Rio+20: UN Conference on Sustainable Development 2012

The international community renewed its commitment to sustainable development at the UN Conference on Sustainable Development which was held in Rio de Janeiro, Brazil, in June 2012. The green economy was added to the global political agenda for the first time with the Rio+20 resolution. Measures for the consolidation of institutional framework conditions were also adopted. Furthermore, it was decided at this Conference that Sustainable Development Goals (SDG) should be developed.

With the Rio+20 conference, which was held 40 years after the United Nations Conference on the Human Environment in Stockholm and 20 years after the United Nations Conference on Environment and Development in Rio de Janeiro,  the international community aimed to renew the political commitment to sustainable development, examine the progress and gaps in the implementation of previous resolutions, and identify solutions to new challenges. The focal topics were the green economy in the context of sustainable development, poverty reduction, and the reform of sustainability and environmental governance within the UN. The formulation of global sustainability goals and the adoption of an action framework for the promotion of sustainable development were also discussed.

The Swiss Federal Council had entrusted the FOEN with the task of leading and coordinating the preparations and negotiations for Rio+20. Various other federal agencies and civil society representatives, i.e. from scientific, business, environmental, development and youth organisations, were also involved.

The Rio+20 outcome document was less ambitious than Switzerland would have wished, but put important emphases on individual areas and began processes to strengthen sustainable development. The decision was made to prepare Sustainable Development Goals (SDGs), which ultimately led to the adoption of the UN’s “2030 Agenda for Sustainable Development”, whose core is formed by 17 goals and 169 targets. The goals are important as they will enable each country to identify its action requirement and make it possible to quantify and compare the progress made in the area of sustainable development. It was also decided to establish a high-ranking political forum for sustainable development, which replaced the Commission on Sustainable Development. It acts as the global review panel for the implementation of the “2030 Agenda for Sustainable Development”.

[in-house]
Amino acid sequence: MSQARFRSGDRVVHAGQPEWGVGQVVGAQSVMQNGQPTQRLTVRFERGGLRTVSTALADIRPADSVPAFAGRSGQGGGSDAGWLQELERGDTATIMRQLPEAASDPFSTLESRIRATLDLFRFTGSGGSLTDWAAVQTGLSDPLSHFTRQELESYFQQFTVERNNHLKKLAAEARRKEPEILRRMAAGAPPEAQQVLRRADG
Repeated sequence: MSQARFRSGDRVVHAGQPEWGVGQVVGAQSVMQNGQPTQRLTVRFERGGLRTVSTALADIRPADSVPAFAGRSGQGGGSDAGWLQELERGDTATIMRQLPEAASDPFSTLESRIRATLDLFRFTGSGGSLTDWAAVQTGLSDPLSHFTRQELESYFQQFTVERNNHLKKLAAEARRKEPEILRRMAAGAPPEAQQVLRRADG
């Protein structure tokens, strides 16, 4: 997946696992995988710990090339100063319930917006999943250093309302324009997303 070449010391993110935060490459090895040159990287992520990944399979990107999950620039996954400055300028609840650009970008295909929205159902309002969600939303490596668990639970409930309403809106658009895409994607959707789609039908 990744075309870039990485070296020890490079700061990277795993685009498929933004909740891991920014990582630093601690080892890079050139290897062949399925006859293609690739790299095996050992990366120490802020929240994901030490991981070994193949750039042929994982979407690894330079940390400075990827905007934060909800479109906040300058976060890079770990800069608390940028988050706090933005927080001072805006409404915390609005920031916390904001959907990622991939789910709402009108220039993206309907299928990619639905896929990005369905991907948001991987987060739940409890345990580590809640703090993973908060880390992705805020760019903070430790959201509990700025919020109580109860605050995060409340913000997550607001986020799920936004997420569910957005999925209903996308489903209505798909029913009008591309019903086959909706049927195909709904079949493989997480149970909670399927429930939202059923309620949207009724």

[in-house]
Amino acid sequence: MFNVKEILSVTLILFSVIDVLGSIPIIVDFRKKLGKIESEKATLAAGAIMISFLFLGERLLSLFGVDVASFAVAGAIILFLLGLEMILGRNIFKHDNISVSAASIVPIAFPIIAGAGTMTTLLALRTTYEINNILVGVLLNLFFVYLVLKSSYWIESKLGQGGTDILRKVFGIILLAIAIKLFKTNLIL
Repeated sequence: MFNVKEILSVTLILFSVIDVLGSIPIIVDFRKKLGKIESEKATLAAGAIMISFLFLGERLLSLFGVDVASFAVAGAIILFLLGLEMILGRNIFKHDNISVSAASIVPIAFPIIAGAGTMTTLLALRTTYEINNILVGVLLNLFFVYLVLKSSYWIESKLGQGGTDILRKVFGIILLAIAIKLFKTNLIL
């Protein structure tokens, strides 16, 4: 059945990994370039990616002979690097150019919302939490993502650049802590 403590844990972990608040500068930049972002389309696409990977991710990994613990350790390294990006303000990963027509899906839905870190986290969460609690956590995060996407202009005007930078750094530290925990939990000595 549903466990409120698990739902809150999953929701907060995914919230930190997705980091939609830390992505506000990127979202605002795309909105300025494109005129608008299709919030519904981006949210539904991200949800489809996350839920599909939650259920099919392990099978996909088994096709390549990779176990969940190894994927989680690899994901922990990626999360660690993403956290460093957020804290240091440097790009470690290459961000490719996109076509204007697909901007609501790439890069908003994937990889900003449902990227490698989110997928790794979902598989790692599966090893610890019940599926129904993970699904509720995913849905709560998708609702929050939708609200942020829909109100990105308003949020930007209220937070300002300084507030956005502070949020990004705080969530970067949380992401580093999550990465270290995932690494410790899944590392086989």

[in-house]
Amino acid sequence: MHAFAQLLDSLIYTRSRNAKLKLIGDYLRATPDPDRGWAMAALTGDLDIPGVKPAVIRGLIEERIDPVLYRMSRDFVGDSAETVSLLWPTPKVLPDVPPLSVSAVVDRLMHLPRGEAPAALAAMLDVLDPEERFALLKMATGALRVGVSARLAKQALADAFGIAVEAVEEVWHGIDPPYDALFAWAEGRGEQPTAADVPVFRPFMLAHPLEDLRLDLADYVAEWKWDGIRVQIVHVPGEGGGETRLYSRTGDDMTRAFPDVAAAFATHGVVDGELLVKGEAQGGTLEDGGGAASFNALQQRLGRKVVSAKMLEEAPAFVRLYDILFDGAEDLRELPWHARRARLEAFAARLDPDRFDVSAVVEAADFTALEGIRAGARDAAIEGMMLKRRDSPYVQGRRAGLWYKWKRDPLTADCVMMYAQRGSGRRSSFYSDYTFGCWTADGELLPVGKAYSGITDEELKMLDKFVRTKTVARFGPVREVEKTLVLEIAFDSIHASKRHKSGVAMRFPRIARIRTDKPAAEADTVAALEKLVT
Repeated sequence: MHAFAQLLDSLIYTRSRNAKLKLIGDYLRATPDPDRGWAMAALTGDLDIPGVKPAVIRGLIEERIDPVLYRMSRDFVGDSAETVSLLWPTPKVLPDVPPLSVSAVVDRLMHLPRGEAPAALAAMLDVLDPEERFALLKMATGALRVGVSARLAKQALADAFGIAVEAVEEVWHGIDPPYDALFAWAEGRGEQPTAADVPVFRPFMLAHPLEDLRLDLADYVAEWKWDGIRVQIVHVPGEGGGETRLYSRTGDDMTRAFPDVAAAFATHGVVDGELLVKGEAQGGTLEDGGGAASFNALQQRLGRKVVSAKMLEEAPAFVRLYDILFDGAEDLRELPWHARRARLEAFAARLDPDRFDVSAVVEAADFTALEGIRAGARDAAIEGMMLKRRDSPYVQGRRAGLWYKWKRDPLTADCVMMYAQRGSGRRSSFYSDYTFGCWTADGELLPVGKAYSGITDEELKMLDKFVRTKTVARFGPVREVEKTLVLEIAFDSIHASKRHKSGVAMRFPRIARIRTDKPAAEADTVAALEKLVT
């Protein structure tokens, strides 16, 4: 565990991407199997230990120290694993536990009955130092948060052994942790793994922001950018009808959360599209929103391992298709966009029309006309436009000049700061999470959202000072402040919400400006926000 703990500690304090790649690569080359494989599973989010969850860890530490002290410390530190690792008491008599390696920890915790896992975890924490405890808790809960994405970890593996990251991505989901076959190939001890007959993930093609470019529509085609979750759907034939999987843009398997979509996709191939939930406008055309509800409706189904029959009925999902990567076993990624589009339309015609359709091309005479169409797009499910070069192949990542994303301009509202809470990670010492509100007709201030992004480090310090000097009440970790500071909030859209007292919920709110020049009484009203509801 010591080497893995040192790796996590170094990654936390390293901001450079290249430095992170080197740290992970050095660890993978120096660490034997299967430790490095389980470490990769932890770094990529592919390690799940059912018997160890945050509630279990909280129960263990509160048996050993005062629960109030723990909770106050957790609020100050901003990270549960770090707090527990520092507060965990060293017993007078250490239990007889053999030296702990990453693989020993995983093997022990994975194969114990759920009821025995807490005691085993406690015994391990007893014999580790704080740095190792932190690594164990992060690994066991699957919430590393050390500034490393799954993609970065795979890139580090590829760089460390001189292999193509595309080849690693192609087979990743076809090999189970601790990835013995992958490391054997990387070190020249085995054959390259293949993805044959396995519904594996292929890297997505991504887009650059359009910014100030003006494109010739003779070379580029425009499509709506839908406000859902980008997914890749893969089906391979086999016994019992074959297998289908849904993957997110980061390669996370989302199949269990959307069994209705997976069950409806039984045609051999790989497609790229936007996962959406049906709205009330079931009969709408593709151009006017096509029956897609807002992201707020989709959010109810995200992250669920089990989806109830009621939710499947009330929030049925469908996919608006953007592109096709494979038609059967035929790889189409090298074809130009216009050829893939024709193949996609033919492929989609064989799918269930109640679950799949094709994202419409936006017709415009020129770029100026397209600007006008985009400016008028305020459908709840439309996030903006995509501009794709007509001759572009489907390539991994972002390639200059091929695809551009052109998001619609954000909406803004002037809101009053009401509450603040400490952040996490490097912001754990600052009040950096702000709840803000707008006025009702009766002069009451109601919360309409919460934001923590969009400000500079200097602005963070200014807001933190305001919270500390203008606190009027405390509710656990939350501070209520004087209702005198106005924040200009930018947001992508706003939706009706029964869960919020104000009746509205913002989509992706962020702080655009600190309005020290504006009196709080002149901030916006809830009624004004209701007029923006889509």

• The topic of the green economy was strengthened and became a fixture in the political agenda. The Rio+20 outcome document explicitly states that the green economy can contribute to sustainable development and poverty reduction.
  • The conference also succeeded in passing a ten-year framework of programmes on sustainable consumption and production patterns (10FYP). The 10FYP is a concrete instrument for the promotion of sustainable consumption and production patterns and, hence also, for the implementation of the green economy. Switzerland played an active part in the development of this instrument.
  • The United Nations Environment Programme (UNEP) was strengthened in that it now has universal membership and will include all states in future. This increases the political authority and legitimacy of UNEP.
  • Finally, it was also possible to make progress in concrete areas, in which Switzerland was actively involved: i.e. agriculture and food security, chemicals and waste management, health and natural disasters.

UN Conferences: milestones in international environmental and sustainability policy

  • 1972 Stockholm: The United Nations Conference on the Human Environment held in Stockholm was the beginning of international environmental policy. June 5, the day on which the conference began, is now World Environment Day. In the Stockholm Declaration, member states agreed for the first time ever to work together to protect the environment. The right of the states to use their own resources became secondary to the obligation to ensure that domestic activities do not harm other states. The UN Environmental Programme (UNEP) was created in the wake of the Stockholm Conference.
  • 1992 Rio: At the UN Conference on the Environment and Development (UNCED), key principles such as the precautionary principle and the concept of sustainable development were developed. In addition, the member states approved five documents, including the Convention on Climate Change and the Convention on Biological Diversity.
  • 2002 Johannesburg: The main achievement of the World Summit on Sustainable Development (WSSD) was that efforts to implement the sustainable development model were prioritised and supported by the Plan of Implementation. Furthermore, institutions were reinforced and thematic goals formulated for specific themes such as chemicals.

Further information

Last modification 26.06.2023

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